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The 5 O’Clock Club: Ready for the Cowboys?

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It’s 5 o’clock somewhere…

Washington Redskins v San Francisco 49ers Photo by Ezra Shaw/Getty Images

The 5 o’clock club is published Wednesday to Saturday during the season, and aims to provide a forum for reader-driven discussion at a time of day when there isn’t much NFL news being published. Feel free to introduce topics that interest you in the comments below.

The Dallas Cowboys site, Blogging the Boys, wrote a surprisingly balanced preview article about the upcoming game. I’d like to recognize the author, David Howman, for his balanced preview. I’ve thrown in some commentary on his writing and analysis below. While my comments may indicate that I take issue with Howman’s writing, nothing could be further from the truth. I thought his preview article was well-written and balanced. What follows is my usual effort to provide some discussion points for readers who wake at the crack of dawn and want a dose of NFL to start their Saturday off right.

The final five paragraphs of his article are reprinted here with commentary from me scattered throughout.

As it stands, the ‘Skins will be without Allen for sure and most likely without Guice, who is dealing with a knee injury.

Both players are, in fact, out for the game, as Allen’s status was confirmed late in the week. Of course, we got an update on Thursday saying that Guice had surgery on his meniscus and would be out indefinitely.

Also out: Brantley (IR), Reed (concussion)

Doubtful: Moreau

Questionable: Dunbar

Aaron Colvin - released earlier this week from the Texans - will likely be active for the Redskins at CB.

To field five healthy defensive linemen, the Redskins will have to have Teyvon Hester (signed from Eagles prior to Week 1) and TY McGill (5th year journeyman who played with Eagles & Rams last year) both active.

This puts stress on the Redskins’ interior defensive line, meaning potentially weaker run defense (against Zeke Elliott) and weaker interior pass rush (against Dak Prescott).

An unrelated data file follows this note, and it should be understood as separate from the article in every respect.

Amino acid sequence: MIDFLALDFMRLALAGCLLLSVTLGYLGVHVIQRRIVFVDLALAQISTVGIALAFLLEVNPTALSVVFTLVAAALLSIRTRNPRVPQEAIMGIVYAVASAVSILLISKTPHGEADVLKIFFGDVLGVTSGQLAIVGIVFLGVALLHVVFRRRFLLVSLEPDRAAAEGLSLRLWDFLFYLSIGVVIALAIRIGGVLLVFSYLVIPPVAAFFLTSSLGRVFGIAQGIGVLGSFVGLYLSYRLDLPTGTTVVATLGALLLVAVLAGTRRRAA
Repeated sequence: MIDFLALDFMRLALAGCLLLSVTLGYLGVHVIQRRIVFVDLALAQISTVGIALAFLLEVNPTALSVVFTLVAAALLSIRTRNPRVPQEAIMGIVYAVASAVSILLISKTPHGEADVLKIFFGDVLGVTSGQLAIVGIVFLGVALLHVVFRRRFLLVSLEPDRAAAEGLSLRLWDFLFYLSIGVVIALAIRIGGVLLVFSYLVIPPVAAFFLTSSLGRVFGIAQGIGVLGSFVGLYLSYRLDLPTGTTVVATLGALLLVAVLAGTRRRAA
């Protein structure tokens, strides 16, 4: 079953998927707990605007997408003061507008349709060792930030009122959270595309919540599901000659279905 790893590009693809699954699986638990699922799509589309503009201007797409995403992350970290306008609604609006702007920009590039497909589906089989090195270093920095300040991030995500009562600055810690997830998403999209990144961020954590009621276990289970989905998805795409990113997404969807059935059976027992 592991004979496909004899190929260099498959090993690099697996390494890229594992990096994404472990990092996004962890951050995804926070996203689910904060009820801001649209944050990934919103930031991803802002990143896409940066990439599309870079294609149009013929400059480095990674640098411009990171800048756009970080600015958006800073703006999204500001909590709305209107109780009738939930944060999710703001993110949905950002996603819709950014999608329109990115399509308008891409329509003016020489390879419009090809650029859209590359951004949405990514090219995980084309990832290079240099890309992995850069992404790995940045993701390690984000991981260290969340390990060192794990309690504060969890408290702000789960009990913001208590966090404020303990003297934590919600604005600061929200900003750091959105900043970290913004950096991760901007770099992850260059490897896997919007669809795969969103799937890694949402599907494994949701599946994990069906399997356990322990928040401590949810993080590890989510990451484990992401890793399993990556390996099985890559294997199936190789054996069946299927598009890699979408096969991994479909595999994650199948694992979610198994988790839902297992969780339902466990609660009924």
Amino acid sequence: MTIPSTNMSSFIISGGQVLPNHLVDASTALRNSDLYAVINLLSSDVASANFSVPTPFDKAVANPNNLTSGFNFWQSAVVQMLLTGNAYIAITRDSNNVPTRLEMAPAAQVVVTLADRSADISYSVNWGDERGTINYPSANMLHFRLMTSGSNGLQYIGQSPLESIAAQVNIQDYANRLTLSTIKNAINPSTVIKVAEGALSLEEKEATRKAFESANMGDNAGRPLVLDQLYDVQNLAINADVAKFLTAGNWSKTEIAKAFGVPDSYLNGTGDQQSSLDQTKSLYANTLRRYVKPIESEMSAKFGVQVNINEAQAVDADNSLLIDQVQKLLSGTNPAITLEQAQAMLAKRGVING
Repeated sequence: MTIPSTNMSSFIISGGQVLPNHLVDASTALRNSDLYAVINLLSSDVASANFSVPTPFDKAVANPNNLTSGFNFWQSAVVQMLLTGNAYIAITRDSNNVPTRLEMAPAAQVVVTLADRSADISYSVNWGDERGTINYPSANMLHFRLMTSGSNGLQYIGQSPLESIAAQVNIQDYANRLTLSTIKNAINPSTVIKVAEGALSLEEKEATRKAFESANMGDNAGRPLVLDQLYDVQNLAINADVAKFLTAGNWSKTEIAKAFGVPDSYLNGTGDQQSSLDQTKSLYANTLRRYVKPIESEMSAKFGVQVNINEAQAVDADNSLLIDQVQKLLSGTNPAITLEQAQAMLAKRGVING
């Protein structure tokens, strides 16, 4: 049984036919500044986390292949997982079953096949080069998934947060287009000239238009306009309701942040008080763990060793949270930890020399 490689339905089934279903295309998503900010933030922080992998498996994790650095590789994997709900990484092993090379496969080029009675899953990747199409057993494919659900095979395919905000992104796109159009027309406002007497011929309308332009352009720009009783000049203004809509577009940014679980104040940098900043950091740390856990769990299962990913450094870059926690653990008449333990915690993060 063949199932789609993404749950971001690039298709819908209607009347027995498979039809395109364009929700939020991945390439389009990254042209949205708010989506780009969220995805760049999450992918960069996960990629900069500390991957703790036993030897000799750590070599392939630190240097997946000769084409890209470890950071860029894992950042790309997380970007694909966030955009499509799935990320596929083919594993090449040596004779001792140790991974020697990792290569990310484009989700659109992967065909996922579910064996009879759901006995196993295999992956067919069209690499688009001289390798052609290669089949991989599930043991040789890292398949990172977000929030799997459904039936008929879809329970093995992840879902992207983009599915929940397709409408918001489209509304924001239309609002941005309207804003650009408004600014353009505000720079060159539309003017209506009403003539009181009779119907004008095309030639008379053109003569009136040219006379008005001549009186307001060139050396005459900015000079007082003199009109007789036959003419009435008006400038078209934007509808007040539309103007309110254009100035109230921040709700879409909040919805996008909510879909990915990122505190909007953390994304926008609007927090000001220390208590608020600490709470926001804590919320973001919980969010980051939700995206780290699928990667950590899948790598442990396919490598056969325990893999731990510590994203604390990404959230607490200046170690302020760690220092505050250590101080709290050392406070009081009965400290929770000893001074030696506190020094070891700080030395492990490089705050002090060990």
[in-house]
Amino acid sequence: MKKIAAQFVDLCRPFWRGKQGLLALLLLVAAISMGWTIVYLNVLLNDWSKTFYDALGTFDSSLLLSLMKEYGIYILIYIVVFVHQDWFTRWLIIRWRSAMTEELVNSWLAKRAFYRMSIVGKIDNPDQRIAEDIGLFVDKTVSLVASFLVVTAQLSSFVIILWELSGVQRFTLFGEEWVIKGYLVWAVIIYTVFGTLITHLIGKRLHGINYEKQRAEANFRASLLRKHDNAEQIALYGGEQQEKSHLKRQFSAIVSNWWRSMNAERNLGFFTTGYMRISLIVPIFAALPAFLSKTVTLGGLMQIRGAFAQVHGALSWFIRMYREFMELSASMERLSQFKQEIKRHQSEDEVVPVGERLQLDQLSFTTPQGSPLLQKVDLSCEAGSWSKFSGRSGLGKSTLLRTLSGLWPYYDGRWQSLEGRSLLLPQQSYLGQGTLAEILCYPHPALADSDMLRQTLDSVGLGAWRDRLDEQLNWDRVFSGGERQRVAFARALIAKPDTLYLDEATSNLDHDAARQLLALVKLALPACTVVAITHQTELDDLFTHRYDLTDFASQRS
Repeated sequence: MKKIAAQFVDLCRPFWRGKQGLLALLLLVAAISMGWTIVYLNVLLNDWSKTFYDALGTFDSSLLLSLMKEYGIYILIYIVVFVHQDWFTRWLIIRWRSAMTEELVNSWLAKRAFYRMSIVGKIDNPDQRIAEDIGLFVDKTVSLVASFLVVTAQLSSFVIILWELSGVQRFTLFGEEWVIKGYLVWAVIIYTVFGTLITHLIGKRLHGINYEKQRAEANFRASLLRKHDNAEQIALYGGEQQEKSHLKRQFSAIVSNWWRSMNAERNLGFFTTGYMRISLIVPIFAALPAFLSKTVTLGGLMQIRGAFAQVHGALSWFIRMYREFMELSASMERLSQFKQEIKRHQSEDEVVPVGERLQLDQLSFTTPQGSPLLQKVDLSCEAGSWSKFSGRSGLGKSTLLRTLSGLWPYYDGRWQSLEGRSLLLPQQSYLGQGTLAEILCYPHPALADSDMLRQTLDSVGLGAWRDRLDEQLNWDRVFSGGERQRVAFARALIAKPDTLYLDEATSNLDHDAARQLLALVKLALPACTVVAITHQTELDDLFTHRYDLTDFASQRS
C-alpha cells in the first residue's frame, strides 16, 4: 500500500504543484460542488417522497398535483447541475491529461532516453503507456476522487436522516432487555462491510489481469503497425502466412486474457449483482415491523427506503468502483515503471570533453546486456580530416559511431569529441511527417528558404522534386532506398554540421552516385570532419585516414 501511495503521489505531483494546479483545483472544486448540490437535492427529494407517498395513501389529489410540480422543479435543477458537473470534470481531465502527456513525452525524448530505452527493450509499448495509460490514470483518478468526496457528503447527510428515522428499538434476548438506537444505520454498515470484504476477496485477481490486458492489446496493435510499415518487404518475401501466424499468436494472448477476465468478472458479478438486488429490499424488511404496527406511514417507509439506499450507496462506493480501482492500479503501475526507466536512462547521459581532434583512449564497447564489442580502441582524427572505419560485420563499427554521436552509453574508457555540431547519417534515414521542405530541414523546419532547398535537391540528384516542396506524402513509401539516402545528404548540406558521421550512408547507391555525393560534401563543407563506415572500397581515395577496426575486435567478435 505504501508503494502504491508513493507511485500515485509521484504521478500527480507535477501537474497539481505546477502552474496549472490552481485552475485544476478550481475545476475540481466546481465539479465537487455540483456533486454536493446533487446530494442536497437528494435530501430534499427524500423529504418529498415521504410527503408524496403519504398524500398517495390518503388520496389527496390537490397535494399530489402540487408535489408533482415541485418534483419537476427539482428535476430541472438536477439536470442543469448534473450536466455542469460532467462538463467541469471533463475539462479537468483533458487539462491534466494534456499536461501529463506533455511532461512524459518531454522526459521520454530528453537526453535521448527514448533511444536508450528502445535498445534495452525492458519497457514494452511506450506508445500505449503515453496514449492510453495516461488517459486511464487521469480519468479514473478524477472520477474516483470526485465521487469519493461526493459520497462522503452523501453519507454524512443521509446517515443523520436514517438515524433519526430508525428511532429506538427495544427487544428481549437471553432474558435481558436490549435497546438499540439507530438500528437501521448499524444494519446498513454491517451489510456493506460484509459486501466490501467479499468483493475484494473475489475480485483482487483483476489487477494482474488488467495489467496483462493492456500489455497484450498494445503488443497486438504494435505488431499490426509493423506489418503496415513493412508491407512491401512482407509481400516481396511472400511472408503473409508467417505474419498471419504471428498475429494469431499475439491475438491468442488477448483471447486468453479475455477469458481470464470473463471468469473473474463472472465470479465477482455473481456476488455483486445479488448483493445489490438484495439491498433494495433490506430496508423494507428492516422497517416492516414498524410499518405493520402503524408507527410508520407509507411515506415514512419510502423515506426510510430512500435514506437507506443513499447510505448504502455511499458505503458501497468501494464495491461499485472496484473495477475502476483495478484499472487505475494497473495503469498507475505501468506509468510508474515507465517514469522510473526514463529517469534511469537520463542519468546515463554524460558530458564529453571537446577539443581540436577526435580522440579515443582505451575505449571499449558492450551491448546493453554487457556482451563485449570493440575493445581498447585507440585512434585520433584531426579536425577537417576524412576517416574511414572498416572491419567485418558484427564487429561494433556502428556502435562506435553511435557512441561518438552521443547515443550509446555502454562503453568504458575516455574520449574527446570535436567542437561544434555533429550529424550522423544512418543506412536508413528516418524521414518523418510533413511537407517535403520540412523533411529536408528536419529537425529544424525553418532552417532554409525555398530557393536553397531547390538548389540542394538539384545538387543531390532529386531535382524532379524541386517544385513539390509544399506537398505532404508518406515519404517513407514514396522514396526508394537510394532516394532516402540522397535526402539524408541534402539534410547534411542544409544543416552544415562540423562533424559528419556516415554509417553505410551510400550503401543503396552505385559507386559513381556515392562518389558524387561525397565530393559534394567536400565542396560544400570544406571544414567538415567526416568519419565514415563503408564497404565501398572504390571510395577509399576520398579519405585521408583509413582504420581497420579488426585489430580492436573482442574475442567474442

It also signals potential issues in pass coverage against Cooper, Gallup & Cobb.

That means that 34-year-old Adrian Peterson will get the start, returning to the field after being inactive last week due to an apparent falling out with head coach Jay Gruden.

I’m not sure that there was any “falling out”. The news gets a little garbled, I guess, when it is transmitted by telegraph wire all the way to Dallas. Jay was very clear that this was simply a ‘numbers issue’ related to special teams play. Pay no attention at all to rumors that Jay wanted to cut Peterson from the roster, and that other players were upset about the decision to deactivate the future Hall of Famer in week 1.

Everything is fine.

Really.

Jay said so.

“We’ve talked, he’s in a good place. Nobody is happy if you’re the backup or not dressing, but you are on the team and when your number is called, you roll. Adrian [Peterson] is a pro and I feel very good if his number is called this week he’ll be ready to go and play very hard. He’ll be Adrian Peterson.”

Personally, I’m not worried at all about AD.

Nevertheless, the future Hall of Famer will be called upon to stabilize the ground game in hopes that Keenum, who attempted 44 passes against Philadelphia, won’t have to shoulder as much of the load.

When Washington hosted the Cowboys last year, Peterson put up 99 rushing yards on 24 carries but was held scoreless, and he helped pace an offense that put up just 13 points. This matchup should help the Cowboys defense rebound after giving up 120 yards on just 11 carries last week. The fact that Peterson will be making his season debut may also help if there’s any rust to be shaken off.

I’m not quite sure what he’s saying here; is he trying to suggest that the Cowboys defense will find it easy to corral AD?

If so, I think the ‘Boys may be in for a surprise.